A group of key stage 3 students from Coundon Court secondary school in Coventry have become first-ever winners of the V&A Innovate National Schools Challenge, for their proposal to create a new community centre with a public allotment and cookery school for their local area. Launched in May 2019, as a key part of the free digital teaching resource hub V&A Innovate to support the teaching of Design and Technology (D&T) in secondary schools, the V&A Innovate National Schools Challenge encourages young people to design solutions for real-world issues.
Over 3,000 students across the UK aged 11-14 participated in V&A Innovate this year, with 10 teams invited to showcase their proposals to a panel of leading industry judges, including Masterchef judge Monica Galetti, fashion designer Phoebe English, and Brompton Bike’s COO Paul Williams, as part of a pitching and awards day. The winning entries for individual categories included a Smartwatch-style wristband to help people walking alone feel safer conceived by students from Camden School for Girls for the category Go; a multi-purpose kitchen appliance for wheelchair users and people living in small spaces developed by pupils studying at Hoe Valley school in Woking for Eat; and a project to create extendable Dr Martens’ shoes for Wear proposed by students from Wrenn School, in Wellingborough, after noticing the prohibitive cost of school shoes for families living on restricted budgets.
Also announced today are the categories for the 2021 V&A Innovate National Schools Challenge: Community and Home. Created with teachers and designers, the programme introduces key stage three students to design principles used in industry and the D&T GCSE. V&A Innovate recognises key stage three as a crucial time in young people’s personal and educational development – for many, it is also the last time that they will study a creative subject in school.
The judging panel’s expertise across the fashion, food and travel industries reflected the three themes for this year’s challenge – inspired by the V&A’s exhibitions programme. The first theme Go, asked how new approaches to design could support the movement of people, things and ideas. The second, Eat, asked for ideas on sustainable eating and widening access to affordable and healthy food. The third, Wear, asked how technology might be harnessed to transform the future of fashion.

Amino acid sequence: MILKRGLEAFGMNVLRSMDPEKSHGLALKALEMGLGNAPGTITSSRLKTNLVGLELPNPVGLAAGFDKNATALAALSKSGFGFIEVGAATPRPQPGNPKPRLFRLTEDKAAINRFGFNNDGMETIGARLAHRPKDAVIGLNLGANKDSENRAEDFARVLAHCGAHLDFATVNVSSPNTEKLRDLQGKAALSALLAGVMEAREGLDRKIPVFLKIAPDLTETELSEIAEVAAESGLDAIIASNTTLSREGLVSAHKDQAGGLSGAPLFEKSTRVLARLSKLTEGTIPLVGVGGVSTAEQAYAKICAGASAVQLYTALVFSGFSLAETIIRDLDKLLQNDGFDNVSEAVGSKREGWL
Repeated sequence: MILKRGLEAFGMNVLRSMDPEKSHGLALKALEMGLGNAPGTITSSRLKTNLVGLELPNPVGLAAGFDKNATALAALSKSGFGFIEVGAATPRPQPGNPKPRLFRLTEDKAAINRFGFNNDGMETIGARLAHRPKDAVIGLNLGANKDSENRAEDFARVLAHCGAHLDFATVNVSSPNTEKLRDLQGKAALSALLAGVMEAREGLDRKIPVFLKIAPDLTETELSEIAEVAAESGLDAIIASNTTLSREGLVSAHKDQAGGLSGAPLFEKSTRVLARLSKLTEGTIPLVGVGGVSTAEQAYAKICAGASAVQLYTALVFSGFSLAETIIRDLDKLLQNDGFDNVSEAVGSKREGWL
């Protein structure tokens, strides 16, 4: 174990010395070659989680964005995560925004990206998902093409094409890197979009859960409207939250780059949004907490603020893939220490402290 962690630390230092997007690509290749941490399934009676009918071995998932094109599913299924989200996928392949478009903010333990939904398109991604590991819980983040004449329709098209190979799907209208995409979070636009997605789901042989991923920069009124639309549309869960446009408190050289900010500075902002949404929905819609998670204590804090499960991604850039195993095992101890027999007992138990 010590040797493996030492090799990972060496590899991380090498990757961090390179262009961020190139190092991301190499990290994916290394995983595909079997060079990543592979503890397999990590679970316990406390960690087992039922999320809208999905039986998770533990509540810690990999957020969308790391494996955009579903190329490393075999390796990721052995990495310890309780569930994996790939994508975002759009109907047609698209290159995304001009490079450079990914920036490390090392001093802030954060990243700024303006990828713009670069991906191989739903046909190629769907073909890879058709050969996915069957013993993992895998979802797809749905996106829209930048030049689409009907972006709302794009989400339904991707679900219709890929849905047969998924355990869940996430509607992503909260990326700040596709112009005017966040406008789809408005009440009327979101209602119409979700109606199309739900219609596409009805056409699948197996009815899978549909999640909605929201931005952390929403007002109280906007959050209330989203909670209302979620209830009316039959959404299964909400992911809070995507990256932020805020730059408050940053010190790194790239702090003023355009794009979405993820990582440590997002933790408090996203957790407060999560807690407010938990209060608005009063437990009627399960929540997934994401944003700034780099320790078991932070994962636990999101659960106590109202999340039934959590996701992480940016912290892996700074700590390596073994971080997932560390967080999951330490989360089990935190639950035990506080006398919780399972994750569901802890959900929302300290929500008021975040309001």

Dr Helen Charman, Director of Learning and National Programmes at the V&A, said: “The breadth and quality of ideas put forward, from after-school robotics clubs to science classes, underlines both the creative brilliance of young people across the country and the relevance of design to the broader curriculum. The V&A was founded to be a ‘schoolroom for everyone’ so I’m delighted that V&A Innovate – with a wealth of free resources inspired by our world-class collections of art, design and performance – is staying true to this mission by reaching thousands of young people and teachers in its first year. With creativity widely recognised as a crucial skill for the future, equipping young people with the confidence and tools needed in today’s fast-changing world – at a time when the take-up of art and design subjects at school is in worrying decline – has never been more important.”
Linda Hill, Design and Technology teacher at Coundon Court, Coventry, added: “This competition has inspired my pupils to design with a focus on sustainability and come up creative solutions to real-world problems. I would recommend it to all Design and Technology teachers. It was great to see my pupils focus on inclusivity and community for their project in developing a community centre for the local area.”
Full list of winners:
Overall Winner: Coundon Court, Coventry
A Community Centre with a public allotment and cookery school.
Go category: Camden School for Girls
A Fitbit style safety wristband
Eat category: Hoe Valley, Woking
A multi-purpose kitchen appliance
Wear category: Wrenn School, Wellingborough
An extendable school shoe based on research at a local Dr Marten’s factory
Student choice award: Trinity School, Newbury
Dehydrated jewellery made from fruit and vegetable peels
Darwen Aldridge Community Academy